Find an equation of the plane that passes through point P(-4, 2, 1) and is perpendicular to the plane x+5y+2z=3 i really feel stupid with this question, i know how to do just about every other equation like this, just not with a plane perpendicular to another with a point, if anyone can just get me started i think i will be able to solve it
The normal vector to the given plane is parallell to (1,5,2) It will be helpful to remember the parametric representation of a line going through the given point, and in the direction of that normal vector..
Well, that line, in its entirety, must lie in all planes that contain the given point and that are perpendicular to the given plane. Those planes that go through the given point have the representation: [tex]a(x+4)+b(y-2)+c(z-1)=0[/tex] where a,b,c are fixed for any one, particular plane. What equation for a,b,c can you now form for those planes within which that line lies?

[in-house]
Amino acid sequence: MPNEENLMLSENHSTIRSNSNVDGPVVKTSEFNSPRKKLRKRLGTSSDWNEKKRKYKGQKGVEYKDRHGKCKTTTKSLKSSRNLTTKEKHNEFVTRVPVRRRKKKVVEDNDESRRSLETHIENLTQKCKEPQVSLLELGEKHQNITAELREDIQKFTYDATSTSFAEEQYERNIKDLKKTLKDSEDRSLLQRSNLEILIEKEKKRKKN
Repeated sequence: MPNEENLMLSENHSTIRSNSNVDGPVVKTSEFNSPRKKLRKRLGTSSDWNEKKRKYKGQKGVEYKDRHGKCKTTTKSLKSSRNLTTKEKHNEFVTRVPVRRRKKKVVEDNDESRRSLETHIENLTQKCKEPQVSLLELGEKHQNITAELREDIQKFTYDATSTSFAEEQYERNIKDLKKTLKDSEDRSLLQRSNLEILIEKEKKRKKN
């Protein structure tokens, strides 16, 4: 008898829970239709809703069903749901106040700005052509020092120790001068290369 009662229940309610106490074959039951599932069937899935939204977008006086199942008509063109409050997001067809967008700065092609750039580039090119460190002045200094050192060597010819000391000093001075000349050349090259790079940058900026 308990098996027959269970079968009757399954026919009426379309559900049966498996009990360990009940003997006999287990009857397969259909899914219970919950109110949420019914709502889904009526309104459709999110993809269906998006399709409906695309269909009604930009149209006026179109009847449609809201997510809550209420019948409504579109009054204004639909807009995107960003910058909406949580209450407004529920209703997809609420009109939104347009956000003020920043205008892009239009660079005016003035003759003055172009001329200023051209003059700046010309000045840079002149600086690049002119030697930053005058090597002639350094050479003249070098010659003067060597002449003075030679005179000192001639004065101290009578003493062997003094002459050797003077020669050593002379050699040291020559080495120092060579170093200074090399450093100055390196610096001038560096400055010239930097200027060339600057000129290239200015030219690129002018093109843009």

Eeh?? When inserting the line representation into the equation for the plane, you get the equation: [tex](a+5b+2c)t=0[/tex] What equation must therefore a,b,c fulfill?
alright im feeling stupid right now but i dont know what exactly your asking. i was having a,b,c be the normal vector of the plane. 1,5,2. and then inserting them into the equation you had, 1(x+4) + 5(y-2) + 2(z-1)=0 and i got the answer above.
I don't know why you deleted the line representation: x=t-4,y=5t+2,z=2t+1 In its entirety, this line must lie in the plane(s) we are seeking: a((t-4)+4)+b((5t+2)-2)+c((2t+1)-1)=0 In particular, it must hold for ALL values of t, showing that the constraint on the admissible planes is that their normal vectors must be perpendicular to the normal vector of the given plane, that is a+5b+2c=0. For example, you may choose b=-1, c=1, hence a=3, yielding the admissible plane: [tex]3(x+4)-(y-2)+(z-1)=0[/tex] that is: [tex]3x-y+z=-13[/tex] The plane example you posted was parallell to the given plane, not perpendicular.